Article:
How much has average gas consumption increased in the period 2009-2010 compared to 2008-2009 (after the severe winter)?

how much can gas consumption increase with a calm or a very severe winter

Asker: Yuri, 34 years old


Dear Joeri,

You ask a very good question.

As you yourself mentioned, there is a relationship between the course of the outside temperature and gas consumption for heating. How cold a winter or a year is is scientifically expressed in “degree days” relative to a reference temperature. In Belgium, this reference is taken at 16.5°C. (more info on

If you want to keep the temperature constant in a house during a cold winter, you will use more gas for heating than in a “mild” winter. You can roughly say that the number of degree days increases in line (linearly) with the consumption of your heating installation.

On a day with 0 degree days (average outside temperature > 16.5) you normally (almost) do not have to heat, while on a day with many degree days you will burn a lot.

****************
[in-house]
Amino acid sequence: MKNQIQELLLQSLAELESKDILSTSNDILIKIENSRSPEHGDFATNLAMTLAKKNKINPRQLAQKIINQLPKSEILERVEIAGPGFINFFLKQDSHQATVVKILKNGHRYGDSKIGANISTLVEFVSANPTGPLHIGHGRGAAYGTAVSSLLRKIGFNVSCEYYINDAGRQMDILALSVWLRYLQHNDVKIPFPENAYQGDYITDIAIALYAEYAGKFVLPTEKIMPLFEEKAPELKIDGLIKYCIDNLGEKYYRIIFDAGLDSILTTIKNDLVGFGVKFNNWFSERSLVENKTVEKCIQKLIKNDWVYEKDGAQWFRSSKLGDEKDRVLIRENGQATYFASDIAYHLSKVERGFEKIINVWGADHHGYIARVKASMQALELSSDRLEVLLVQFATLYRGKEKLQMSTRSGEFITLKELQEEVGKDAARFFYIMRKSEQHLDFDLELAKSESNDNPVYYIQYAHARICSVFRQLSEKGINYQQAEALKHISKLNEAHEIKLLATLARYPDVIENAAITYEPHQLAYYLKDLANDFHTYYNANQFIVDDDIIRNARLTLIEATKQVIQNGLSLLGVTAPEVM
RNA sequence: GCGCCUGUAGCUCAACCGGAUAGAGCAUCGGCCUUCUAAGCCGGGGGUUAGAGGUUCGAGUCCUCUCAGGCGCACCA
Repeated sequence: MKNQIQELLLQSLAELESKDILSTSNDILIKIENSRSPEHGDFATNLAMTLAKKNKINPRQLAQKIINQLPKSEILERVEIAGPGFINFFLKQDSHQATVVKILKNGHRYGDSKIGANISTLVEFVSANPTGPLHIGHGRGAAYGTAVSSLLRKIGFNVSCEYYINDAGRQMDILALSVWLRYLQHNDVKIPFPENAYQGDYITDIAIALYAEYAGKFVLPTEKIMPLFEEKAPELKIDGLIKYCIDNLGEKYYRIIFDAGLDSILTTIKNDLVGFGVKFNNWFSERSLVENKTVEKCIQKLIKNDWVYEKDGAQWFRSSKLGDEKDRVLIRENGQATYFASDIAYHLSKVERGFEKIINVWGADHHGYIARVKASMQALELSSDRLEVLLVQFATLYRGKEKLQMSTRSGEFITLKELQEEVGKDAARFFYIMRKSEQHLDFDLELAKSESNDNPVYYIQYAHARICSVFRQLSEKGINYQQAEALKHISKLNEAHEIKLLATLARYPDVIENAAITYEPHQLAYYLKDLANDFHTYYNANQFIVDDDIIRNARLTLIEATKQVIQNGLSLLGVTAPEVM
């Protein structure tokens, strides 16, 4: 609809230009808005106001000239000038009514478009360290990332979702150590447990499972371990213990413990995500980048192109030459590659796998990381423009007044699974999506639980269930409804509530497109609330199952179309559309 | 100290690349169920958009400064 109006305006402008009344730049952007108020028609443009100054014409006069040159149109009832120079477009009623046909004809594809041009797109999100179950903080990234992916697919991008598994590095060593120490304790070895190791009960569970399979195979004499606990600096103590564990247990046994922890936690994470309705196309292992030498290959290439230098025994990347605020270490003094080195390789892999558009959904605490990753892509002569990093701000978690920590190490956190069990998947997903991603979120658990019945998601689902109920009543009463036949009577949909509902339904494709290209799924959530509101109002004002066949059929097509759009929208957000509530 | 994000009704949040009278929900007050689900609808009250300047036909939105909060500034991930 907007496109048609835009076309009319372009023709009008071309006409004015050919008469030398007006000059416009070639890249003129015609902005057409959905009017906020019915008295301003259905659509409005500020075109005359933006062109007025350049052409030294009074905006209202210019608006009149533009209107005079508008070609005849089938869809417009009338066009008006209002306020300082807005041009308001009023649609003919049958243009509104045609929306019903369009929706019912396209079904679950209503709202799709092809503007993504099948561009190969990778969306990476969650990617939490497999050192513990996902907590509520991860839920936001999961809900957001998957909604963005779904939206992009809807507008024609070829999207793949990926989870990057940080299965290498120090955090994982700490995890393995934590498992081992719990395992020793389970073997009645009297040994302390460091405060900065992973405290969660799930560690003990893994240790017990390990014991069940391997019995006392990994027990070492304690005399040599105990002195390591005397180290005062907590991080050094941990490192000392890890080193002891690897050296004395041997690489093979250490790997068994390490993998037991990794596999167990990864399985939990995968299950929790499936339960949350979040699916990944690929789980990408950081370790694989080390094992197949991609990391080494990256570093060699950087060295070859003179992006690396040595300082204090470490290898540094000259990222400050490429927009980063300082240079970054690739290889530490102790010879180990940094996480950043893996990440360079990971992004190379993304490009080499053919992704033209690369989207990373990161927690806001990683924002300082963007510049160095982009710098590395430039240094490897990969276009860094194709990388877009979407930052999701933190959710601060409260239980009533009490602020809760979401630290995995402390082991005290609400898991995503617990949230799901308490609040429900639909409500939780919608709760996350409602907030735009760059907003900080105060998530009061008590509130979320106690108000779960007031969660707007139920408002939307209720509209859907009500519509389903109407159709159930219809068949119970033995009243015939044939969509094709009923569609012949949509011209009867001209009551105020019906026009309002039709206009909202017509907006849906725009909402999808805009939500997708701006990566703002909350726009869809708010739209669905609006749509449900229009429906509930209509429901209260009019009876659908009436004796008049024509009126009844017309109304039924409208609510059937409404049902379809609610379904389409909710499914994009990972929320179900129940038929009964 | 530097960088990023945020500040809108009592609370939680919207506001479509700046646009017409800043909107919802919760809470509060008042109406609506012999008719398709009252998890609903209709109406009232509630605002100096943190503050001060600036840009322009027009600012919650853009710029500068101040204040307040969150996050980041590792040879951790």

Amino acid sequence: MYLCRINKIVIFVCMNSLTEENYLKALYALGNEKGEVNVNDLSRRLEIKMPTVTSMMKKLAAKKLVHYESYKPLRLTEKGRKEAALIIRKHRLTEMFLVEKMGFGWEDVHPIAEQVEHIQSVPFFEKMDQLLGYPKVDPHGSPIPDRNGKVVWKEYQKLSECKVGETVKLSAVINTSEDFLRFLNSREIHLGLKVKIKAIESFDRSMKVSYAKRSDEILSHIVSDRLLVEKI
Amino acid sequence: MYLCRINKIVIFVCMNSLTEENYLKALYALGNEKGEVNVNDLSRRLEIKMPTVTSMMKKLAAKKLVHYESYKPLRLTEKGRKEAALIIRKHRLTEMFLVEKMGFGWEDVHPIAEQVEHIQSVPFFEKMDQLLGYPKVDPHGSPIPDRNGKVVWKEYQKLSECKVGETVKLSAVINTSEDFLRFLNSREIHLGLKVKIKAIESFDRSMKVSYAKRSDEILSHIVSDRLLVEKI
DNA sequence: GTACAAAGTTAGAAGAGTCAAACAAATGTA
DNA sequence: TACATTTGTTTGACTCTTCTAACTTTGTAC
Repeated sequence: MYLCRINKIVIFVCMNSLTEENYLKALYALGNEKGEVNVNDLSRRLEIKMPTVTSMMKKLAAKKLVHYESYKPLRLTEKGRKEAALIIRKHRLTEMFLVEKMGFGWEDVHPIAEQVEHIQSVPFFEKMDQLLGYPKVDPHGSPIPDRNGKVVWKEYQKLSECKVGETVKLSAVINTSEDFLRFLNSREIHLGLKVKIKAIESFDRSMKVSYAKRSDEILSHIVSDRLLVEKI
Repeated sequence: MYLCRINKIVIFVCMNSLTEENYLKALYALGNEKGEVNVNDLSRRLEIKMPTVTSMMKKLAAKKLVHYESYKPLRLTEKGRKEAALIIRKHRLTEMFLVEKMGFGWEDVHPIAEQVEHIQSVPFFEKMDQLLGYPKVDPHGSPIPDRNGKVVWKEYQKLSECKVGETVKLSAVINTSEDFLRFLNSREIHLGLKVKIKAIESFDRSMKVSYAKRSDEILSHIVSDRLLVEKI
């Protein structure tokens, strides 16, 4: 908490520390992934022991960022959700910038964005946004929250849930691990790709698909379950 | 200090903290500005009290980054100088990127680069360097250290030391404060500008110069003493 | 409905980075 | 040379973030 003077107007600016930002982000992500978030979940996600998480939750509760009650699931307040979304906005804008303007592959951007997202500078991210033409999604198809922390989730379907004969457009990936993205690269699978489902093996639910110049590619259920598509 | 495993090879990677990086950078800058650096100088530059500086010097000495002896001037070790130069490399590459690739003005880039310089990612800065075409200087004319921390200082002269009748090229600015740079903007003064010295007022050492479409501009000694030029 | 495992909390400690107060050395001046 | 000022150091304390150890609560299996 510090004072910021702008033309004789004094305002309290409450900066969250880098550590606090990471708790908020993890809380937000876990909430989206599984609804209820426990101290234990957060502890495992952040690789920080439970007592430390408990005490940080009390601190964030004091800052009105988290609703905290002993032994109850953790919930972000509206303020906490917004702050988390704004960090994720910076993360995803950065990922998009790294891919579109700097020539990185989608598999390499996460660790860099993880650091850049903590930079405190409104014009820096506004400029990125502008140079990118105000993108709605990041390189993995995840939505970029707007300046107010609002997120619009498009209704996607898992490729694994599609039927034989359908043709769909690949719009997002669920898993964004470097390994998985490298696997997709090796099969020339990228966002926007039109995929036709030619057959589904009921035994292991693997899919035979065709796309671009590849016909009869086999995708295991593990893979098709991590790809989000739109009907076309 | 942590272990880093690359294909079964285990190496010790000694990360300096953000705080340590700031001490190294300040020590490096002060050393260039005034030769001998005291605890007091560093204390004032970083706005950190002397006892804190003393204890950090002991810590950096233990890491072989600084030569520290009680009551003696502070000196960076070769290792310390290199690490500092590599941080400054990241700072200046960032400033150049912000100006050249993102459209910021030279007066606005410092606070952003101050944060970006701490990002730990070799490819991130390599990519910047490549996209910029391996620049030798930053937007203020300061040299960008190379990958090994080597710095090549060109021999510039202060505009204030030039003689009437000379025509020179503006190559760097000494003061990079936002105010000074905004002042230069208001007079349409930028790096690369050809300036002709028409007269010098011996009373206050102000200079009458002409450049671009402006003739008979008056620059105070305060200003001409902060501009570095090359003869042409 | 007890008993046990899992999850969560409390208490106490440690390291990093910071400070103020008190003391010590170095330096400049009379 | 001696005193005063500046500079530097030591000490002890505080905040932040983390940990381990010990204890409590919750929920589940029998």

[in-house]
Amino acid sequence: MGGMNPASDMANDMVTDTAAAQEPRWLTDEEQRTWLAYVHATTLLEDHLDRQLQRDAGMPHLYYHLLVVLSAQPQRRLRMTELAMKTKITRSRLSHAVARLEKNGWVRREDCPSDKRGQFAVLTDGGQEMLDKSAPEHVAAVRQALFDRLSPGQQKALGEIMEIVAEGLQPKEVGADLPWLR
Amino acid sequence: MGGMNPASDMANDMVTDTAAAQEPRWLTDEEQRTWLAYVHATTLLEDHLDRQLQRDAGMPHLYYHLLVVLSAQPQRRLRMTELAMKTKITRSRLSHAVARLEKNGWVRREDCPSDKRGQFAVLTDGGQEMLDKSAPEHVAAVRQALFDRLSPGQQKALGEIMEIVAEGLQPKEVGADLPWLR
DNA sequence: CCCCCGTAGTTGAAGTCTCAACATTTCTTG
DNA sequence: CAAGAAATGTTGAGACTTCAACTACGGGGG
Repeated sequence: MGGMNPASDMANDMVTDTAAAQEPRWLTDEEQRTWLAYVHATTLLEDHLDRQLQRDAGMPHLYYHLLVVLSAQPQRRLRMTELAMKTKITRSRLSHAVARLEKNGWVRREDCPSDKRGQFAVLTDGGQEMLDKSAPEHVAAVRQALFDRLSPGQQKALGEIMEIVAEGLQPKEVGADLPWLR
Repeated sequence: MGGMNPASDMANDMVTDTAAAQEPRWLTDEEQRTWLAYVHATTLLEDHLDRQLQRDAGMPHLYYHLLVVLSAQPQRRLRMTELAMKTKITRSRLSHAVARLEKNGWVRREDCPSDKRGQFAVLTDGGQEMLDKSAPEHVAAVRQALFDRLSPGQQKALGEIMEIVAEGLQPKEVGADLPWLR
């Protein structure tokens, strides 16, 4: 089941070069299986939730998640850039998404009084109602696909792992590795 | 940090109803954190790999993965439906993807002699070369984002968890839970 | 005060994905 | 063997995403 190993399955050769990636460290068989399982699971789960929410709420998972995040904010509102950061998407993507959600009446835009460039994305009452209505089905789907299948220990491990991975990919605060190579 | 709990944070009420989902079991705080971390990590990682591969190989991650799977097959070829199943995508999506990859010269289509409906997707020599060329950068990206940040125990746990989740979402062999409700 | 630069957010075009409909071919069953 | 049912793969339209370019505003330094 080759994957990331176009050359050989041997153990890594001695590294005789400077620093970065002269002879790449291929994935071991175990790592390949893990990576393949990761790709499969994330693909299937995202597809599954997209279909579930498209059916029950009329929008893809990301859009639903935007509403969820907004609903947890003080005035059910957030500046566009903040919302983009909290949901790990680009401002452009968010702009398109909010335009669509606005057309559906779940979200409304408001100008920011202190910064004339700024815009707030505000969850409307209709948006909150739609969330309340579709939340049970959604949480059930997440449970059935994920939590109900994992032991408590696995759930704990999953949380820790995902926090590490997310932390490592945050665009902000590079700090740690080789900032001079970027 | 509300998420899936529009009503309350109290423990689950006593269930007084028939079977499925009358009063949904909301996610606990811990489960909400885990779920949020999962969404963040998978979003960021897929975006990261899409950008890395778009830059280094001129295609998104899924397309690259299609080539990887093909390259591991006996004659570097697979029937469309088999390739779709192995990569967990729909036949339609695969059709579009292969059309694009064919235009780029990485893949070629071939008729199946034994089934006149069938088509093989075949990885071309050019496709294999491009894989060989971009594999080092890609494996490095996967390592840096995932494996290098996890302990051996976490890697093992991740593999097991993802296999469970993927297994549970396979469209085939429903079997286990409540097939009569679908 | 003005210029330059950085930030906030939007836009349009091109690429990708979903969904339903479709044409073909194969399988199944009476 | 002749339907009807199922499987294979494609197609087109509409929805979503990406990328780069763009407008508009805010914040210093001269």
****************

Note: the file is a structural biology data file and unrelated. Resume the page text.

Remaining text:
How are those degree days determined?

On a day when the outside temperature averaged 0°C, you say that day had “16.5 degree days”. On another winter day, when the average outside temperature is -10°C, you say that day had 26.5 degree days (16.5 – (- 10)).

If the average temperature is higher than 16.5°C, the number of degree days for that day is by definition = 0. If you add up all these degree days of the whole winter (or the whole year), you have a measure of the “severity of winter. For the period 2008-2009 (July – July) this sum was 2350, for 2009-2010 this sum was 2380 degree days.

In Belgium, the average number of degree days (over the last 30 years) is 2415. Although there were some very cold days during the winter of 2008-2009, these two winters do not have many degree days and both were (over a year) still relatively mild winters, with approximately comparable expected average gas consumption.

PS: in addition to the theoretical method, you could also view the actual state of affairs, based on the numbers of the gas suppliers: this naturally includes the increase in the number of connections.

Answered by

ir. Joachim Verhelst

Energy, HVAC, Thermal Building Modeling

Thomas More


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